English Premier League soccer side Everton FC’s new 52,888 capacity stadium at Bramley-Moore Dock was approved today for planning by Liverpool City Council.
After years of discussions and design changes, the new home of the Toffees has been given the go-ahead after the council approved new solutions overcoming the site’s potential transportation issues.
A key consideration of both Everton FC as well as the planning authorities was how to ensure the safe and efficient travel of fans to the new stadium. Goodison Park has been home to Everton FC for over 125 years. The new stadium’s proposed site at Liverpool’s North Docks 3km away, not only represents a significant change in supporters’ travel routines but also a transportation challenge given the underdeveloped nature of the area.
Everton CEO, Professor Denise Barrett-Baxendale told supporters:
“I am pleased to inform you that the Committee unanimously supported the recommendation of the Planning Officer and has now approved our plans for a new stadium at Bramley-Moore Dock and outline plans for a legacy project on the site of Goodison Park.
“The planning consent from the City Council means that our application will now be referred to Government – a standard procedure for an application of such scale. The Government will have an initial 21 days to review the plans and make its decision.
“Once that process has concluded – and provided it is a positive outcome – we can press ahead with the plans we have developed over the last few years.
“I am sure you are aware of how important a new stadium will be for us – providing the state-of-the-art facilities befitting of an ambitious Premier League club – as well as the important role it can play in boosting our local economy at a time when it’s never been more needed.
The project, which will be one the most significant infrastructure projects our city has seen in many years and one of the largest single site developments in the country at this time.”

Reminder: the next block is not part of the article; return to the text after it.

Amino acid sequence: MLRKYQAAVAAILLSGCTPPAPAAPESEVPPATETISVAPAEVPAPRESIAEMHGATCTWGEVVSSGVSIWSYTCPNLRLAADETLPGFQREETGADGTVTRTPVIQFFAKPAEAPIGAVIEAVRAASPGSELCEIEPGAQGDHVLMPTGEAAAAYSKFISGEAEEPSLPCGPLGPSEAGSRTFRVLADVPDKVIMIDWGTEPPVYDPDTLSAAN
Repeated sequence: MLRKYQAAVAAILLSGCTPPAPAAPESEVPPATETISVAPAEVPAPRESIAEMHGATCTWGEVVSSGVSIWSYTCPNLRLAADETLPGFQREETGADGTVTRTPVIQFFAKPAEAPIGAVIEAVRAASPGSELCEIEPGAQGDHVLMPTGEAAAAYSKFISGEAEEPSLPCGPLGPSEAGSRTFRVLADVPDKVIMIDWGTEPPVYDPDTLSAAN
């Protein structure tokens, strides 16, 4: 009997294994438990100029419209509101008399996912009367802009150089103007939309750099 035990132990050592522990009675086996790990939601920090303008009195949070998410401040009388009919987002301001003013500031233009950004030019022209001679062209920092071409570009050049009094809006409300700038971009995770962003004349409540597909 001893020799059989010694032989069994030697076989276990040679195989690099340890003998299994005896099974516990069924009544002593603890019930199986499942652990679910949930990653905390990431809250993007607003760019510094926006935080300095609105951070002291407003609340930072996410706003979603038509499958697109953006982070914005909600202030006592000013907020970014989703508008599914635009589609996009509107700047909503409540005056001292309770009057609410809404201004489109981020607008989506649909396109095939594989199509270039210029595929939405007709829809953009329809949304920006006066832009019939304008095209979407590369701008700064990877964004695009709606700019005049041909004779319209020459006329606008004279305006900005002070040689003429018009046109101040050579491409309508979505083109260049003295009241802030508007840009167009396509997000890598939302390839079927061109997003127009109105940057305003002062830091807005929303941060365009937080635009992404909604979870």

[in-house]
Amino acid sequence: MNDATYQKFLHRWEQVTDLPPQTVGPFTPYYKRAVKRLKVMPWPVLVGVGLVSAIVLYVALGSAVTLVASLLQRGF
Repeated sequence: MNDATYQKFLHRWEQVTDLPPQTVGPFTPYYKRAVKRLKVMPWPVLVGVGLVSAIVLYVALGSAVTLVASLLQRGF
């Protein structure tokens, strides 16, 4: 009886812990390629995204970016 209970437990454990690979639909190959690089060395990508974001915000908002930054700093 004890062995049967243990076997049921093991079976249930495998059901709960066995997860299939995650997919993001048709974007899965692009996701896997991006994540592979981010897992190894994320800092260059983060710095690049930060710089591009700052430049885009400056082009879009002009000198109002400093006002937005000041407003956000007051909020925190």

Engineering consultancy firm Mott MacDonald and its Liverpool-based transport planning team have been advising the Club on this major project for the past four years.
To overcome this challenge, the transportation strategy put forward by Mott MacDonald included: match day road closures around the stadium to encourage sustainable travel choices as well as to ensure the safety of fans walking to the stadium, the construction of a fan waiting area at the nearest train station, and the provision of shuttle buses to and from Liverpool city centre and Bootle. Parking restrictions will also be in operation as part of the strategy to discourage the use of car travel on match days and reduce impact on residents, businesses, and improve general pedestrian safety.
Mott MacDonald worked closely with the City Regions transport stakeholders: Liverpool City Council, Merseytravel, the police, public transport operators and neighboring businesses to develop a sustainable match day transport strategy to support the planning application. Collaboration with these stakeholders was key to delivering the transport strategy.
The match day road closures around the stadium combined with the fact that Bramley-Moore Dock is a thirty-minute walk from Liverpool city center, meant there were concerns that access for some disabled fans would be difficult. As a result of Mott MacDonald’s consultation with representatives from disabled supporters’ communities, an inclusive access strategy was developed that will see a free shuttle bus service deployed for disabled fans.
Kevin Blakey, principal transport planner at Mott MacDonald, said:
“It has been an honor to work with Everton FC on such an important project for the city of Liverpool and I’m personally delighted with the council’s decision to grant planning.”
“At Mott MacDonald, we work hard to improve tangible social outcomes in all we do. In this instance, it was important for us not only to ensure a genuine choice of sustainable travel options, but also to work with supporter groups to make sure that the stadium was accessible and inclusive.”
Everton FC estimates that the stadium project could deliver at least a £1.3bn boost to the economy, create more than 15,000 jobs and attract 1.4m visitors to Liverpool. Mott MacDonald worked closely alongside stadium architects Pattern Design, landscape designers Planit-IE and planning consultant CBRE.